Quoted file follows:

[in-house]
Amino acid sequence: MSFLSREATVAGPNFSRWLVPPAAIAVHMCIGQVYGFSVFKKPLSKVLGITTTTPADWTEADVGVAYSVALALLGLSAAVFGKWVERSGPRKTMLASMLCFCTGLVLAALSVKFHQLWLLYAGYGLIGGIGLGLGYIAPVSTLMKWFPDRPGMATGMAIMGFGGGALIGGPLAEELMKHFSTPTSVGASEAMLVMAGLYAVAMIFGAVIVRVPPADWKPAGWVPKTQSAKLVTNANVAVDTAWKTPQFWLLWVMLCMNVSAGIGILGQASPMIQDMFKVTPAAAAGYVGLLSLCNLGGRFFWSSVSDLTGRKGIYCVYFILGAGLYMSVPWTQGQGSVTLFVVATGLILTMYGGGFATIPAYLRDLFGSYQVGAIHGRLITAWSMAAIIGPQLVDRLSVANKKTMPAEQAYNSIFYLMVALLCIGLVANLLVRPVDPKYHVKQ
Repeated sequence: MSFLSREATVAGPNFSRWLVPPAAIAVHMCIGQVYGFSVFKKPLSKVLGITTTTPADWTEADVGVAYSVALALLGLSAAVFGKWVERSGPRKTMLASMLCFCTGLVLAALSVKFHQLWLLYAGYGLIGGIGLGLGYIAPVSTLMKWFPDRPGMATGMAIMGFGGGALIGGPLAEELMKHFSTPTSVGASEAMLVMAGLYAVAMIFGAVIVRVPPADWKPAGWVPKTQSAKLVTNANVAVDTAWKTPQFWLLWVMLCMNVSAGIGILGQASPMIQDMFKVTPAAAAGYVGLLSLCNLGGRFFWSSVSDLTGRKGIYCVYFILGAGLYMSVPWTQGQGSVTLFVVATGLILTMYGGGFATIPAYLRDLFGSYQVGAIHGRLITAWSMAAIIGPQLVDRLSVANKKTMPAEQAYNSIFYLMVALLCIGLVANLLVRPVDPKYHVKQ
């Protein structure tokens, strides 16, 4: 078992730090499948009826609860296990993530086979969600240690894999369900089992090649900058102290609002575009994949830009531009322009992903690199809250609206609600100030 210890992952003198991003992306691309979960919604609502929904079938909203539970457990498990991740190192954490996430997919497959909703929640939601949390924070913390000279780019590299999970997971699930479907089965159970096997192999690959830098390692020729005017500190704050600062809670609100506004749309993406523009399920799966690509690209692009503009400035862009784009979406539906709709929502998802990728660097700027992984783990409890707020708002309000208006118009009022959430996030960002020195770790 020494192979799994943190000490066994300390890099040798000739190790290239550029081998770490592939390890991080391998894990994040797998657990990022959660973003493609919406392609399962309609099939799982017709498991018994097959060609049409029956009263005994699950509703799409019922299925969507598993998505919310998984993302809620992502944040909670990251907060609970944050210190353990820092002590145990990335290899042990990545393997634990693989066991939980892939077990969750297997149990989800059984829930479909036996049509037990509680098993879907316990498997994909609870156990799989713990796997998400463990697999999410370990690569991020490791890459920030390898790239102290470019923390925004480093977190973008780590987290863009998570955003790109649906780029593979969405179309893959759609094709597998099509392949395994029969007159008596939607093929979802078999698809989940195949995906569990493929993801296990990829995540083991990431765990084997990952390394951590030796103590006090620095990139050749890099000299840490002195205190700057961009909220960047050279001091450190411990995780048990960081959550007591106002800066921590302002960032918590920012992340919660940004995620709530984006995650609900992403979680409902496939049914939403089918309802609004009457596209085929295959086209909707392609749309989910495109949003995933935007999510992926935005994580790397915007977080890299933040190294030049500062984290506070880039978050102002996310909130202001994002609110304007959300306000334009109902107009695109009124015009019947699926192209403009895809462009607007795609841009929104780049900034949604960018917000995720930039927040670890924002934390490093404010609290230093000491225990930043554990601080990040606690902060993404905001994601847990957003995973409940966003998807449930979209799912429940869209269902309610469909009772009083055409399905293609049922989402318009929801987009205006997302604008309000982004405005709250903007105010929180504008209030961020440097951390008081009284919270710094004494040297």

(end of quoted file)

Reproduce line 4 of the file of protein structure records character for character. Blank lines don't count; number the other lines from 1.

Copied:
């Protein structure tokens, strides 16, 4: 078992730090499948009826609860296990993530086979969600240690894999369900089992090649900058102290609002575009994949830009531009322009992903690199809250609206609600100030 210890992952003198991003992306691309979960919604609502929904079938909203539970457990498990991740190192954490996430997919497959909703929640939601949390924070913390000279780019590299999970997971699930479907089965159970096997192999690959830098390692020729005017500190704050600062809670609100506004749309993406523009399920799966690509690209692009503009400035862009784009979406539906709709929502998802990728660097700027992984783990409890707020708002309000208006118009009022959430996030960002020195770790 020494192979799994943190000490066994300390890099040798000739190790290239550029081998770490592939390890991080391998894990994040797998657990990022959660973003493609919406392609399962309609099939799982017709498991018994097959060609049409029956009263005994699950509703799409019922299925969507598993998505919310998984993302809620992502944040909670990251907060609970944050210190353990820092002590145990990335290899042990990545393997634990693989066991939980892939077990969750297997149990989800059984829930479909036996049509037990509680098993879907316990498997994909609870156990799989713990796997998400463990697999999410370990690569991020490791890459920030390898790239102290470019923390925004480093977190973008780590987290863009998570955003790109649906780029593979969405179309893959759609094709597998099509392949395994029969007159008596939607093929979802078999698809989940195949995906569990493929993801296990990829995540083991990431765990084997990952390394951590030796103590006090620095990139050749890099000299840490002195205190700057961009909220960047050279001091450190411990995780048990960081959550007591106002800066921590302002960032918590920012992340919660940004995620709530984006995650609900992403979680409902496939049914939403089918309802609004009457596209085929295959086209909707392609749309989910495109949003995933935007999510992926935005994580790397915007977080890299933040190294030049500062984290506070880039978050102002996310909130202001994002609110304007959300306000334009109902107009695109009124015009019947699926192209403009895809462009607007795609841009929104780049900034949604960018917000995720930039927040670890924002934390490093404010609290230093000491225990930043554990601080990040606690902060993404905001994601847990957003995973409940966003998807449930979209799912429940869209269902309610469909009772009083055409399905293609049922989402318009929801987009205006997302604008309000982004405005709250903007105010929180504008209030961020440097951390008081009284919270710094004494040297």